Florida Supreme Court greenlights abortion access amendment, potentially paving way for 6-week ban

JACKSONVILLE, Fla. — The Florida Supreme Court approved a proposed amendment Monday to restore abortion access to be put on the November ballot. But, in a separate decision, the state will ban abortions after six weeks of pregnancy – making it one of the strictest bans in the nation.

READ: Abortion access, recreational pot on Florida ballot, state court clears path for 6-week abortion ban

Monday afternoon, the Florida Supreme Court ruled 6-1 that a privacy clause in Florida’s constitution does not protect abortion rights. The ruling essentially gave the green light for a six-week ban Governor Ron DeSantis and the legislature approved last year.

The six-week ban is one of the most restrictive in the U.S., and it can now take effect in 30 days.

“I don’t think there should be a total abortion ban, but I think once you hit a point where it’s maybe 15 weeks, 20 weeks – somewhere in that where an infant would be viable,” Mark Bradwick said. “I think that’s the point where you have to have a ban.”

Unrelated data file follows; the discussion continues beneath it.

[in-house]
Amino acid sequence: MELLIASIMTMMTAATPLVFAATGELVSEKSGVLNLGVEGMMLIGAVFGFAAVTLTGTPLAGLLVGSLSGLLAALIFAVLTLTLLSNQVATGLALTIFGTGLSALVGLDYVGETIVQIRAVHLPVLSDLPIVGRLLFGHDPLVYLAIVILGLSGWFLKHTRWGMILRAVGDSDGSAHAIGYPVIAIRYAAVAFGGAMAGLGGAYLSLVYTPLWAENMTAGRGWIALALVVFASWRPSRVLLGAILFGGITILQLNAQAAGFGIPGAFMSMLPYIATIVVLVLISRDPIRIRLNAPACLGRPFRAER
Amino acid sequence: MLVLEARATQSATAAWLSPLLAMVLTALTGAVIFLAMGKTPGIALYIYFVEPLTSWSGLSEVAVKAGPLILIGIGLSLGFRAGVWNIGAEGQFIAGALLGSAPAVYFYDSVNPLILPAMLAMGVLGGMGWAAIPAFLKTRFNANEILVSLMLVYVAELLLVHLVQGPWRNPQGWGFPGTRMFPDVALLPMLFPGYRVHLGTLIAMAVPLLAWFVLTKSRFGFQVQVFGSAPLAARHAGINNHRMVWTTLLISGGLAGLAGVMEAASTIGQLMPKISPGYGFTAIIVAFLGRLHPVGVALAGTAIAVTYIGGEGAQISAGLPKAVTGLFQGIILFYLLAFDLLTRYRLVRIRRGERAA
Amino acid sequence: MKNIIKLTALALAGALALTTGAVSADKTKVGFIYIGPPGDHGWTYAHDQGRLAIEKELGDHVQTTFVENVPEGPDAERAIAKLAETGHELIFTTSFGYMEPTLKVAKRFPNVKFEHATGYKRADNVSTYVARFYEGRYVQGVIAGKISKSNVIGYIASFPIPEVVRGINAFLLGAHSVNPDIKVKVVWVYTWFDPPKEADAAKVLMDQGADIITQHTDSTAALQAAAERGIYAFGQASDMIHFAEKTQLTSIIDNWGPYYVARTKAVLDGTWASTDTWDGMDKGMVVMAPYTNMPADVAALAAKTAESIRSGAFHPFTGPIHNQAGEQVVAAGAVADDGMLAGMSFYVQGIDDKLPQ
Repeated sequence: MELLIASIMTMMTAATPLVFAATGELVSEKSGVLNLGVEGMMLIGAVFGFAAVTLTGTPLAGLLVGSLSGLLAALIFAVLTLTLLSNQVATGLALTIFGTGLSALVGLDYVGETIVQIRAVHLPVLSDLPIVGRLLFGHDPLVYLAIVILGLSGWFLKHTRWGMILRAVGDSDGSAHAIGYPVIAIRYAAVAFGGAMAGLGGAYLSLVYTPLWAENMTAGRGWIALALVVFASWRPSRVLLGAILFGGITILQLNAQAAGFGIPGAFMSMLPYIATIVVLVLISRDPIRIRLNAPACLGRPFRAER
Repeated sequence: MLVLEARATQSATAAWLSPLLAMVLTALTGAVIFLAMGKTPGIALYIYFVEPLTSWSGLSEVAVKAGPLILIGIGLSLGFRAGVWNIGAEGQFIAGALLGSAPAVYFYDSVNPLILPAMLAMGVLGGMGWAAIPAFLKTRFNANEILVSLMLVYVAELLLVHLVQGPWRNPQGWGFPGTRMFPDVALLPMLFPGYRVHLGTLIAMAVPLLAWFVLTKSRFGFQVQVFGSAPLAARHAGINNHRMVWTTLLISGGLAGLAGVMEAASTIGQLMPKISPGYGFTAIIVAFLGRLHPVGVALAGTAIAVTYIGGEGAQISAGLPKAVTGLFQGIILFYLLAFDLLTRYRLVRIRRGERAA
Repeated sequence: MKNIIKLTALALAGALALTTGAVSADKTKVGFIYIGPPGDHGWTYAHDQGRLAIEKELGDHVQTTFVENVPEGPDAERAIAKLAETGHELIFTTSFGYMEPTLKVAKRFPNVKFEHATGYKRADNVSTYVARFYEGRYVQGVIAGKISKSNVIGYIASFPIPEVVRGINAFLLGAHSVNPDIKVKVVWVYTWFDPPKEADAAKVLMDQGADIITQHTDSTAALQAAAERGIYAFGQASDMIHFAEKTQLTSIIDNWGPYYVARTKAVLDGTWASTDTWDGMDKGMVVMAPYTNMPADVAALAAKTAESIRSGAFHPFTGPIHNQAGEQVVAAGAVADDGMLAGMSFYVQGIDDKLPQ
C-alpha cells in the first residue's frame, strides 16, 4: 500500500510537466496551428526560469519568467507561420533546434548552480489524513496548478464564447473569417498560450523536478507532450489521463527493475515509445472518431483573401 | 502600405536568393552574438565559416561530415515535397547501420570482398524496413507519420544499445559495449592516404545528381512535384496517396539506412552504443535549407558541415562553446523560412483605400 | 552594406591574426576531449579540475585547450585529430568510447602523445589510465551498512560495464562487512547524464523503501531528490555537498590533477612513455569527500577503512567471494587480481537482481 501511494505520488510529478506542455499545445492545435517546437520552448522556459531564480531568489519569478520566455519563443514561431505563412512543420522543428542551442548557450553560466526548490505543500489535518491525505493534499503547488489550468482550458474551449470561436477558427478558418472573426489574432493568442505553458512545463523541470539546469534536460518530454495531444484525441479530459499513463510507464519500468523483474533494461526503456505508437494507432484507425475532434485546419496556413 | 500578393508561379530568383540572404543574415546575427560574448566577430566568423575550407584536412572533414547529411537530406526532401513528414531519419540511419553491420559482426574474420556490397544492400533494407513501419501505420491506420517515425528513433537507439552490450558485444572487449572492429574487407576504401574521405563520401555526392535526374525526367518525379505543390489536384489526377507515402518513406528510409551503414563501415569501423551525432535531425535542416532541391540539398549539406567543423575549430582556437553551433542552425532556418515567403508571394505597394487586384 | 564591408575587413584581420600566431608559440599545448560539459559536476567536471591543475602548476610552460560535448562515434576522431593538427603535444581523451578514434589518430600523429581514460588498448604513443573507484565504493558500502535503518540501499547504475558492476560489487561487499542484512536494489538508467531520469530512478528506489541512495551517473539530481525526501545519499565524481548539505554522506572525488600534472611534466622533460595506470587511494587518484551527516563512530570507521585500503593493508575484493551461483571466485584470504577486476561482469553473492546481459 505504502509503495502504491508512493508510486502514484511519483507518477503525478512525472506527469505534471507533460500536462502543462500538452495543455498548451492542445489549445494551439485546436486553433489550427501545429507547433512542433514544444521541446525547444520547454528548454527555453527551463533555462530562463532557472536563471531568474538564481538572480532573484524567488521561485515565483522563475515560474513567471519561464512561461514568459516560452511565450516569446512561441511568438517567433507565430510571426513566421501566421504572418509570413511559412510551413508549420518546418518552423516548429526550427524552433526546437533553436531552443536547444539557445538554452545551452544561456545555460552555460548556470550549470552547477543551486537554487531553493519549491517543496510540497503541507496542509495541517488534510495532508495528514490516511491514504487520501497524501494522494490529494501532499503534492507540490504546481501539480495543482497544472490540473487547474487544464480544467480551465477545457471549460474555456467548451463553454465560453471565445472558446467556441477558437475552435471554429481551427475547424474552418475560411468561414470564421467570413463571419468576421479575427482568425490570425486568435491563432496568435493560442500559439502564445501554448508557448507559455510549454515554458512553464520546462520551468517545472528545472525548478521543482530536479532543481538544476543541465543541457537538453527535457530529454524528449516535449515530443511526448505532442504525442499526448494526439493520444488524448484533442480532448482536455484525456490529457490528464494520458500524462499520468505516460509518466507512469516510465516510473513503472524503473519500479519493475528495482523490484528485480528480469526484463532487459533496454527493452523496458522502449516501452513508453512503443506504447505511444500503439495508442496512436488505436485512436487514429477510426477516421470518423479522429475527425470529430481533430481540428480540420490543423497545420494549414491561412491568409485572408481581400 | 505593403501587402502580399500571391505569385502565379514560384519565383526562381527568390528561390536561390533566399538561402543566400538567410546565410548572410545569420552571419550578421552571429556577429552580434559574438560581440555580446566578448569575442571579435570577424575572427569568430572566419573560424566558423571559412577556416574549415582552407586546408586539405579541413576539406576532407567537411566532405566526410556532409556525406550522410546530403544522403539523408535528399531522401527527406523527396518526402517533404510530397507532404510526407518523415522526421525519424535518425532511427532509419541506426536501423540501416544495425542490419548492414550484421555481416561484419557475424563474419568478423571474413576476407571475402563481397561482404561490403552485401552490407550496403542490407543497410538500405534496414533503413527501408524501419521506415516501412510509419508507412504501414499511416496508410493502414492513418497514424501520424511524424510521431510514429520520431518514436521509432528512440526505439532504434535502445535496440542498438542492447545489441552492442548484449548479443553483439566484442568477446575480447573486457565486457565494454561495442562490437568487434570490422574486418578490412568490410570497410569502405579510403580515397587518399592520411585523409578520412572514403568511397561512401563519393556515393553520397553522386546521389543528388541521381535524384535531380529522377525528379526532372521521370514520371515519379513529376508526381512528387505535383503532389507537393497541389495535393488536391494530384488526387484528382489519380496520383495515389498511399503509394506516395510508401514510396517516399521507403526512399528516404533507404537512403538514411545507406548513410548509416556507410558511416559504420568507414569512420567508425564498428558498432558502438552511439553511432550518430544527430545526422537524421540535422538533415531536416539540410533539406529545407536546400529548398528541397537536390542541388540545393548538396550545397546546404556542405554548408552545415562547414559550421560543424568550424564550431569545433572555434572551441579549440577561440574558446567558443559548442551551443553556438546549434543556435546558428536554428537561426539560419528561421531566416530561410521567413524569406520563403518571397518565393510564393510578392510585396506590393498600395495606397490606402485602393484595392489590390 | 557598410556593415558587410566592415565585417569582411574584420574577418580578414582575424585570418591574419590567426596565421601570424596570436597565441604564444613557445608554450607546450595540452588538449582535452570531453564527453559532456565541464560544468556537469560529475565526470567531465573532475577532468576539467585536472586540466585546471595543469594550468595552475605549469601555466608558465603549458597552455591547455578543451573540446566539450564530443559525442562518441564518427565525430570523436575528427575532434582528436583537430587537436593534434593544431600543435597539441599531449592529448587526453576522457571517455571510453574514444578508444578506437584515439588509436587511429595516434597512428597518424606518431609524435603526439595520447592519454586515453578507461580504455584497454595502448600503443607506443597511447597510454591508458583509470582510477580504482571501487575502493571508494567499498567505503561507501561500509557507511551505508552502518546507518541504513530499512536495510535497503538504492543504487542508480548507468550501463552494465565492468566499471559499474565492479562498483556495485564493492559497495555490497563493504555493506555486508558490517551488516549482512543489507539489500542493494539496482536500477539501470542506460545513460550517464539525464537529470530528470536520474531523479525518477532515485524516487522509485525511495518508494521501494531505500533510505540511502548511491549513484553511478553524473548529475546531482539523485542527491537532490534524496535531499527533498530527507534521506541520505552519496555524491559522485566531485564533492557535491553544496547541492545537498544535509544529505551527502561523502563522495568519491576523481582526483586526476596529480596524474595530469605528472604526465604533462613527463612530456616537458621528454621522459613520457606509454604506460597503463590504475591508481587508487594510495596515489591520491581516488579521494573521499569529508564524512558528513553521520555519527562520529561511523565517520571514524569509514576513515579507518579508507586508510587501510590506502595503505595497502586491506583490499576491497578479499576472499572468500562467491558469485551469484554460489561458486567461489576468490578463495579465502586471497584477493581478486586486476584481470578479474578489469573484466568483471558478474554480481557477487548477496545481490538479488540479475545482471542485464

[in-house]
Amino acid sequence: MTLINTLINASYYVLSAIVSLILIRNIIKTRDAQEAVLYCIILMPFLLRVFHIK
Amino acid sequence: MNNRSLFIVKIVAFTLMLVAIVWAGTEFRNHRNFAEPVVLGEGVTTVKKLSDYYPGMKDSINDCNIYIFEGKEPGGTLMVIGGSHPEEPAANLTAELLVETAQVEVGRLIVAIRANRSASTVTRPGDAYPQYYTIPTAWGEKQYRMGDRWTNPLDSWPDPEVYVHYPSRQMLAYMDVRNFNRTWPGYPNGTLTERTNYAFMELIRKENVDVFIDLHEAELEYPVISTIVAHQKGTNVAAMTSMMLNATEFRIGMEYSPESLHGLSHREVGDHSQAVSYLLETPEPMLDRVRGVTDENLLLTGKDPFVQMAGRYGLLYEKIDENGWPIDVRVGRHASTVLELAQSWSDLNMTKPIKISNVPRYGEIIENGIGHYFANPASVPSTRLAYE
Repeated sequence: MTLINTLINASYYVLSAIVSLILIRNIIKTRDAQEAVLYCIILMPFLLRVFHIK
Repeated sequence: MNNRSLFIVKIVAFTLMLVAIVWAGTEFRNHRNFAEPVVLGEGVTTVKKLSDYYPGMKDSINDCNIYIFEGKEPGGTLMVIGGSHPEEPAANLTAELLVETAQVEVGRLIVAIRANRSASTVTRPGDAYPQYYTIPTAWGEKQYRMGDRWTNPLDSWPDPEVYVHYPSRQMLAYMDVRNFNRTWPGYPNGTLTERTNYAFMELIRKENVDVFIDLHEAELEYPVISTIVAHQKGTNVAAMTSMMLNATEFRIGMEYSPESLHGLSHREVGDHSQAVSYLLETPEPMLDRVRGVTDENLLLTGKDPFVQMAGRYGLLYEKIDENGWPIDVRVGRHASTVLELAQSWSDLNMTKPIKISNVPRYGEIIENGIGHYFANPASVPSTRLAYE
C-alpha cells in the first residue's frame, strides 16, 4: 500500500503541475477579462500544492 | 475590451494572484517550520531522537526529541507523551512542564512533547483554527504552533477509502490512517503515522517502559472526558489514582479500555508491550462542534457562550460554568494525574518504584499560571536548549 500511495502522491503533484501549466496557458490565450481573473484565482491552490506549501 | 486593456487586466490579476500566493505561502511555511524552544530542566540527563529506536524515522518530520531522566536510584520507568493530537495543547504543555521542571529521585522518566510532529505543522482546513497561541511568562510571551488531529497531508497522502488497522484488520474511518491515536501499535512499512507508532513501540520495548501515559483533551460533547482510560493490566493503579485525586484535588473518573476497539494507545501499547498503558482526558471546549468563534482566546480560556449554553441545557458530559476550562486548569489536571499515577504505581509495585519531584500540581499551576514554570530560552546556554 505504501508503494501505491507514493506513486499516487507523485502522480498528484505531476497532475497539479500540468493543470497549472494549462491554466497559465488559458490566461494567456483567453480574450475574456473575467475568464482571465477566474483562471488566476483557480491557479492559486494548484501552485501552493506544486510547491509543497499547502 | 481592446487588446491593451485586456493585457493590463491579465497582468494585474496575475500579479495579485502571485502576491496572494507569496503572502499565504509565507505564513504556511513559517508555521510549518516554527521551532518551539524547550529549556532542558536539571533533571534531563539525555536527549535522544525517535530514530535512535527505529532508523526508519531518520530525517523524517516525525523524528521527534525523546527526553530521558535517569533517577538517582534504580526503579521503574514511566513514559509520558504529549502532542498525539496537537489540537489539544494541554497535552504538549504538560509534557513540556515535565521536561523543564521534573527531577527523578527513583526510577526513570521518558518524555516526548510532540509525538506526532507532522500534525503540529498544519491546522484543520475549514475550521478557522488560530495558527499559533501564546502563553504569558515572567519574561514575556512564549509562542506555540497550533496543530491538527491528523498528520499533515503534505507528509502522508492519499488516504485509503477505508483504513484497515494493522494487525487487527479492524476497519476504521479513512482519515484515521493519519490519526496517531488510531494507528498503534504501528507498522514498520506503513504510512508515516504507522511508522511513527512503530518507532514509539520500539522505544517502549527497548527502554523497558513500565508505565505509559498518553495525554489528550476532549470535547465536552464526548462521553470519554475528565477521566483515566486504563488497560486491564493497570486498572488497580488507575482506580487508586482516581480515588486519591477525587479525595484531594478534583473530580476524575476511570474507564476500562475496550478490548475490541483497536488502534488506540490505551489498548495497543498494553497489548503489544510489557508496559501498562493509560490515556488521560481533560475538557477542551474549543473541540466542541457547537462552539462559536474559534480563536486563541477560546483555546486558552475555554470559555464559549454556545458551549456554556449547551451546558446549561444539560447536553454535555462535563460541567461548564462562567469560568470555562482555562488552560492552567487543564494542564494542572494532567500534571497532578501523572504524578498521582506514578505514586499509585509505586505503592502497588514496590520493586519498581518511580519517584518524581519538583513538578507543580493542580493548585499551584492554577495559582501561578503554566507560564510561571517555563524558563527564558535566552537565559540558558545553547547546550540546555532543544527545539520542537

But in another major opinion, the justices also ruled 4 to 3 to let voters decide whether to restore abortion rights on the ballot this November.

READ: Florida bill would authorize wrongful death suits on behalf of the unborn

Residents had mixed feelings about this.

“I am very definitely wanting to vote to keep abortions legal I, I believe in women’s rights,” Linda Carpenter said.

“I don’t really like abortion, but if it’s your choice,” Emma Atkins said. “But I’m having a baby right now, actually, so I won’t get rid of it.

Whether the issue of abortion will be the driving force to get voters to the polls remains to be seen.

Darren Tucker said he is more encouraged to vote, saying, “I think they’re important items.”

“I’m going to vote to pick a good president,” Tamiya Lindy said.

This will require a supermajority vote of at least 60% to pass.

According to a UNF poll from about four months ago, this will be a very close race. Their research showed 62% voted yes, 29% said no, and 9% said they didn’t know or just did not answer. The study says they surveyed more than 700 people in November, and the margin of error was about four percent.

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